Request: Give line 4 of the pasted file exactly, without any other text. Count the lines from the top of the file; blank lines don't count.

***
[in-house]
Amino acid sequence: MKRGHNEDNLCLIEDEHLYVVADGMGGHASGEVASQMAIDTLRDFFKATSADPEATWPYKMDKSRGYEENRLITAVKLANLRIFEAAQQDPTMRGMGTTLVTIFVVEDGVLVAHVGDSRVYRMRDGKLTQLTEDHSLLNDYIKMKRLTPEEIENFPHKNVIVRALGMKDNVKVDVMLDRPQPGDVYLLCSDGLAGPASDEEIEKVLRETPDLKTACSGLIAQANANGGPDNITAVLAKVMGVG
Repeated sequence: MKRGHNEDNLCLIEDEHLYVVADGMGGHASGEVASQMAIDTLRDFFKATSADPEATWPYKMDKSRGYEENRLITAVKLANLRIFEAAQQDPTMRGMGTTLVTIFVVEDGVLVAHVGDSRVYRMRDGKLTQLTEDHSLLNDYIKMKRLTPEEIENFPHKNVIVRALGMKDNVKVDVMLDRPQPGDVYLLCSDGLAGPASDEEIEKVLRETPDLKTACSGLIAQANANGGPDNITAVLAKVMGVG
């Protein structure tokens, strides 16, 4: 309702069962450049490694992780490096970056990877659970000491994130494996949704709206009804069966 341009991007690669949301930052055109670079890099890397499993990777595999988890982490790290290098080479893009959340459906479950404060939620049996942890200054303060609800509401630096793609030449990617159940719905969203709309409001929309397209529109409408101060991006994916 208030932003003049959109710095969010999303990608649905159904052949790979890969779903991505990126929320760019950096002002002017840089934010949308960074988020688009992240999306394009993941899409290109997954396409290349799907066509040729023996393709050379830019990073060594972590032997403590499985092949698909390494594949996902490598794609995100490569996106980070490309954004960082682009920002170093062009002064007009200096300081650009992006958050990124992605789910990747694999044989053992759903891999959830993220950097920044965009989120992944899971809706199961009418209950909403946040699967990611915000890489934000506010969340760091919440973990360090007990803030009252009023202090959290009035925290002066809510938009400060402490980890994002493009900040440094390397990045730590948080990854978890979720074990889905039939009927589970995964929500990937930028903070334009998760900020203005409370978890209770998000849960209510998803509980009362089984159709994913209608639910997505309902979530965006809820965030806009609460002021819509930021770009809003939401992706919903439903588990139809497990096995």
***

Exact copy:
């Protein structure tokens, strides 16, 4: 309702069962450049490694992780490096970056990877659970000491994130494996949704709206009804069966 341009991007690669949301930052055109670079890099890397499993990777595999988890982490790290290098080479893009959340459906479950404060939620049996942890200054303060609800509401630096793609030449990617159940719905969203709309409001929309397209529109409408101060991006994916 208030932003003049959109710095969010999303990608649905159904052949790979890969779903991505990126929320760019950096002002002017840089934010949308960074988020688009992240999306394009993941899409290109997954396409290349799907066509040729023996393709050379830019990073060594972590032997403590499985092949698909390494594949996902490598794609995100490569996106980070490309954004960082682009920002170093062009002064007009200096300081650009992006958050990124992605789910990747694999044989053992759903891999959830993220950097920044965009989120992944899971809706199961009418209950909403946040699967990611915000890489934000506010969340760091919440973990360090007990803030009252009023202090959290009035925290002066809510938009400060402490980890994002493009900040440094390397990045730590948080990854978890979720074990889905039939009927589970995964929500990937930028903070334009998760900020203005409370978890209770998000849960209510998803509980009362089984159709994913209608639910997505309902979530965006809820965030806009609460002021819509930021770009809003939401992706919903439903588990139809497990096995």